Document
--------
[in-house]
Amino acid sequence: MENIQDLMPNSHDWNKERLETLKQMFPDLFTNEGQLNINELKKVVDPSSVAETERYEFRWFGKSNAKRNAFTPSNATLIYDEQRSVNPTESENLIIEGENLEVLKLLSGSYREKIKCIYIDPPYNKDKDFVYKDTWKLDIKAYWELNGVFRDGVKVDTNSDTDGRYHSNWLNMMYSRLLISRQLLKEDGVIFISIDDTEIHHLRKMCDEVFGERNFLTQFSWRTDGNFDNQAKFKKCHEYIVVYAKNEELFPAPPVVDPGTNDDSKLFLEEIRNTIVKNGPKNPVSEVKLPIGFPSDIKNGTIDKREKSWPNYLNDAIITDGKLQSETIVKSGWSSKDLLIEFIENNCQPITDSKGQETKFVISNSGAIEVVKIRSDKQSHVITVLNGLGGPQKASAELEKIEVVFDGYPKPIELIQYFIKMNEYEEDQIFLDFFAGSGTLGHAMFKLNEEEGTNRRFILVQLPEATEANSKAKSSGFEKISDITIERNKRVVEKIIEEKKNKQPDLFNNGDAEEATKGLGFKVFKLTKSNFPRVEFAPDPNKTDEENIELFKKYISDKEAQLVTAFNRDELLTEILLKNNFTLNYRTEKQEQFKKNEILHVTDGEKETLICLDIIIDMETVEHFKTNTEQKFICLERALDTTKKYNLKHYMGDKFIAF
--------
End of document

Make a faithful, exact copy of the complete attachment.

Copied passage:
[in-house]
Amino acid sequence: MENIQDLMPNSHDWNKERLETLKQMFPDLFTNEGQLNINELKKVVDPSSVAETERYEFRWFGKSNAKRNAFTPSNATLIYDEQRSVNPTESENLIIEGENLEVLKLLSGSYREKIKCIYIDPPYNKDKDFVYKDTWKLDIKAYWELNGVFRDGVKVDTNSDTDGRYHSNWLNMMYSRLLISRQLLKEDGVIFISIDDTEIHHLRKMCDEVFGERNFLTQFSWRTDGNFDNQAKFKKCHEYIVVYAKNEELFPAPPVVDPGTNDDSKLFLEEIRNTIVKNGPKNPVSEVKLPIGFPSDIKNGTIDKREKSWPNYLNDAIITDGKLQSETIVKSGWSSKDLLIEFIENNCQPITDSKGQETKFVISNSGAIEVVKIRSDKQSHVITVLNGLGGPQKASAELEKIEVVFDGYPKPIELIQYFIKMNEYEEDQIFLDFFAGSGTLGHAMFKLNEEEGTNRRFILVQLPEATEANSKAKSSGFEKISDITIERNKRVVEKIIEEKKNKQPDLFNNGDAEEATKGLGFKVFKLTKSNFPRVEFAPDPNKTDEENIELFKKYISDKEAQLVTAFNRDELLTEILLKNNFTLNYRTEKQEQFKKNEILHVTDGEKETLICLDIIIDMETVEHFKTNTEQKFICLERALDTTKKYNLKHYMGDKFIAF